As with most multifocal IOLs, patients implanted with apodized diffractive IOLs are liable to suffer from photic problems including glare, halos, and night vision disturbances. Patients implanted with older, spherical iterations of the AcrySof® ReSTOR® IOL reported no severe visual phenomena and the majority exhibited only mild halos or glare.44,45 Furthermore, >80% of patients reported never using spectacles for near vision.44,45 In comparison to those implanted with the ReZoom® IOL, patients implanted with the spherical AcrySof® ReSTOR® IOL reported fewer and milder glare and halos and were more spectacle independent for near vision.39,46,47 Comparison between AcrySof® ReSTOR® IOLs and the Tecnis® full optic diffractive IOL showed no differences in visual disturbances or spectacle independence.39

In patients implanted with the AcrySof® IQ ReSTOR® IOLs with either +3 D or +4 D add power, between 63 and 65% reported glare and halos as being either absent or mild, and between 83 and 88% reported mild or no night vision disturbances, with no significant differences between the two IOLs (see Figure 6).33 Fewer severe photic disturbances were reported with the +3 D add power iteration, however (see Figure 6).34 Furthermore, 78–81% of patients achieved spectacle independence for near vision in both groups (see Figure 7).34,51 Mean overall patient satisfaction scores following implantation of the +3 D or +4 D add power IOLs were ≥8.3 (scale: zero=worst possible vision, 10=best possible vision), indicating the vast majority of patients were satisfied with their vision.32,34,49,51

While the original monofocal IOLs provided excellent distance vision in cataract patients, it is only in the past decade that the full range of VA normally provided by the crystalline lens is capable of being restored by the latest generation of IOLs. Different technologies are currently utilized to correct for presbyopia, including pseudophakic accommodation, refraction, and diffraction. The latest generation of apodized diffractive IOLs, the AcrySof® IQ ReSTOR®, provides excellent presbyopic correction and enables the vast majority of patients to achieve spectacle independence for near vision. Moreover, severe visual disturbances are reduced with this type of IOL, so patient satisfaction is high. As the global aged population increases in size there will be greater demand for presbyopia correcting IOLs. Innovative solutions using new IOL designs and materials to more accurately mimic normal vision will therefore remain an important and active area of research and development as the market for these products continues to grow.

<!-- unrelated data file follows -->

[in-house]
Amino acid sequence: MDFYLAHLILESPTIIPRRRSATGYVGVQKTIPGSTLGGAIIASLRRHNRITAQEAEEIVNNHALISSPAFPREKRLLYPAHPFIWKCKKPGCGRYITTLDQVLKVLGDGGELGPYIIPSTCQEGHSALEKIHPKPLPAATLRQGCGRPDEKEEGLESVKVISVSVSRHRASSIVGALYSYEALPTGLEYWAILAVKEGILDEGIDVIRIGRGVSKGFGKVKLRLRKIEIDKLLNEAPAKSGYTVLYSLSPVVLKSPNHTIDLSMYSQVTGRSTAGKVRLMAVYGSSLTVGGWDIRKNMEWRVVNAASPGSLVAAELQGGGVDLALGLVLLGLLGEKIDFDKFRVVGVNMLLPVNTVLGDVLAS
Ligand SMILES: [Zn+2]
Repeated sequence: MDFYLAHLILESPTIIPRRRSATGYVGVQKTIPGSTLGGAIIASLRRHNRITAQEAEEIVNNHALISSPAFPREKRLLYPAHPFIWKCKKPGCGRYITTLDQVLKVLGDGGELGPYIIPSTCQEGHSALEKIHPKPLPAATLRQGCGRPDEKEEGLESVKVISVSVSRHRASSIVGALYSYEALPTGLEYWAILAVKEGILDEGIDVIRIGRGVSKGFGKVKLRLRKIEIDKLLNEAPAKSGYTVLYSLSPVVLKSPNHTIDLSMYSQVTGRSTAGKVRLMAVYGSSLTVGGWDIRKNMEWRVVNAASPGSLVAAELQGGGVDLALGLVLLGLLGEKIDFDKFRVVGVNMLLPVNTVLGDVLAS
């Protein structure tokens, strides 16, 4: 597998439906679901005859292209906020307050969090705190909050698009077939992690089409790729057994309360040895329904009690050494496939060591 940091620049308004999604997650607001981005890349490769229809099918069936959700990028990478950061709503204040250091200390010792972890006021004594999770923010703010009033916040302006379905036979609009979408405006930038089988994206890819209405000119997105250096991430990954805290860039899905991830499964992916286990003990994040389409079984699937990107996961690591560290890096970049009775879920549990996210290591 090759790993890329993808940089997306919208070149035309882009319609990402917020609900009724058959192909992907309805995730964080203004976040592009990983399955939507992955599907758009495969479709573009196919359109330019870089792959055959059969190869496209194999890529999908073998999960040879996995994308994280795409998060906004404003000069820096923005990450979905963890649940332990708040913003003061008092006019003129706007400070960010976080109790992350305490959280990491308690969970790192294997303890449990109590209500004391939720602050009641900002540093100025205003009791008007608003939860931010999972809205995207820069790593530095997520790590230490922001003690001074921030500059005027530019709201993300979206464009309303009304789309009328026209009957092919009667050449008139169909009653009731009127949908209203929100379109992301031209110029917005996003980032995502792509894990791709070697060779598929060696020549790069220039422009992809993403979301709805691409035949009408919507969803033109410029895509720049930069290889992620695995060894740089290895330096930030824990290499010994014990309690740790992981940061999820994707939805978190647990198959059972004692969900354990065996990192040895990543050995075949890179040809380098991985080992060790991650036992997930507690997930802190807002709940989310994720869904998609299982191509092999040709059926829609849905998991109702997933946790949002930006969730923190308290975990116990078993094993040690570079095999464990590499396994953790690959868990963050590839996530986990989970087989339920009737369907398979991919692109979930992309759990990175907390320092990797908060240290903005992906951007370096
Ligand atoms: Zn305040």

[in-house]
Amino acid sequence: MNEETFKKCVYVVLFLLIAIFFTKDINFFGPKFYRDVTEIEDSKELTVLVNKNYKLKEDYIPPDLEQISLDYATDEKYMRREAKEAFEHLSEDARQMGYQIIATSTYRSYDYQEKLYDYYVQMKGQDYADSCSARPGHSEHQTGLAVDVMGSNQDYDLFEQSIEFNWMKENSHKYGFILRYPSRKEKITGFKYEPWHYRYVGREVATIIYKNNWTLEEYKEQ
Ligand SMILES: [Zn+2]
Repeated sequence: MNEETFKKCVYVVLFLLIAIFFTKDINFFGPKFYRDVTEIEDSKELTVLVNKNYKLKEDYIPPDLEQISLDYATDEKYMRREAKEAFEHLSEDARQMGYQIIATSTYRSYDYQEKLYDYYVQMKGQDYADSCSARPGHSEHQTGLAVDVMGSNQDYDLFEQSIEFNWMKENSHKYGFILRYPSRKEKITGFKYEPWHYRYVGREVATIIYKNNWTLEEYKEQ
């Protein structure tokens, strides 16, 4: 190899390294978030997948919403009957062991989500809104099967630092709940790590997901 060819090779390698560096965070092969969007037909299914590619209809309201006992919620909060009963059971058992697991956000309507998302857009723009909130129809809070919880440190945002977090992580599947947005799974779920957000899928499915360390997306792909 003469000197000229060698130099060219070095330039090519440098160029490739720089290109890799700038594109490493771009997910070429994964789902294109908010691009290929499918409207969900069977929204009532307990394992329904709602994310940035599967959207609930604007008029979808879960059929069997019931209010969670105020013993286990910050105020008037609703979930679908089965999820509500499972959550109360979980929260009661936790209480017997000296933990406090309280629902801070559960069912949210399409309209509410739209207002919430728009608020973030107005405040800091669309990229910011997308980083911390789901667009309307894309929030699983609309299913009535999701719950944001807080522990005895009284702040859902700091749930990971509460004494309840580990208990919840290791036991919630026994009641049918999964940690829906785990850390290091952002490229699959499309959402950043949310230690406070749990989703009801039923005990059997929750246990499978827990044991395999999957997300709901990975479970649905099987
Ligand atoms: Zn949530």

Article Information:

Bret L Fisher, MD, is a consultant for Alcon, and receives speaking fees for Alcon and Inspire Pharmaceuticals. He also receives research grant support from Alcon, Inspire, and Omeros.


Bret L Fisher, MD, Eye Center of North Florida, 2500 Martin Luther King Jr Blvd, Panama City, Florida 32405. E:




  1. Buznego C, Trattler WB, Presbyopia-correcting intraocular lenses, Curr Opin Ophthalmol, 2009;20:13–8.
  2. Comander J, Pineda R, Accommodating intraocular lenses: theory and practice, Int Ophthalmol Clin, 2010;50:107–17.
  3. Resnikoff S, Pascolini D, Etya’ale D, et al., Global data on visual impairment in the year 2002, Bull World Health Organ, 2004;82:844–51.
  4. Holden BA, Fricke TR, Ho M, et al., Global vision impairment due to uncorrected presbyopia, Arch Ophthalmol, 2008;126:1731–9.
  5. Dick HB, Accommodative intraocular lenses: current status, Curr Opin Ophthalmol, 2005;16:8–26.
  6. Kashani S, Mearza AA, Claoue C, Refractive lens exchange for presbyopia, Cont Lens Anterior Eye, 2008;31:117–21.
  7. Charman WN, The eye in focus: accommodation and presbyopia, Clin Exp Optom, 2008;91:207–25.
  8. Croft MA, Glasser A, Kaufman PL, Accommodation and presbyopia, Int Ophthalmol Clin, 2001;41:33–46.
  9. Alio JL, Pinero DP, Plaza-Puche AB, Visual outcomes and optical performance with a monofocal intraocular lens and a new-generation single-optic accommodating intraocular lens, J Cataract Refract Surg, 2010;36:1656–64.
  10. Davison JA, Simpson MJ, History and development of the apodized diffractive intraocular lens, J Cataract Refract Surg, 2006;32:849–58.
  11. Doane JF, Jackson RT, Accommodative intraocular lenses: considerations on use, function and design, Curr Opin Ophthalmol, 2007;18:318–24.
  12. Bausch, Crystalens® Physician Labeling Guide, 2007.
  13. Altmann GE, Wavefront-customized intraocular lenses, Curr Opin Ophthalmol, 2004;15:358–64.
  14. AMO, ReZoom® Acrylic Multifocal Posterior Chamber Intraocular Lenses Package Insert, 2006.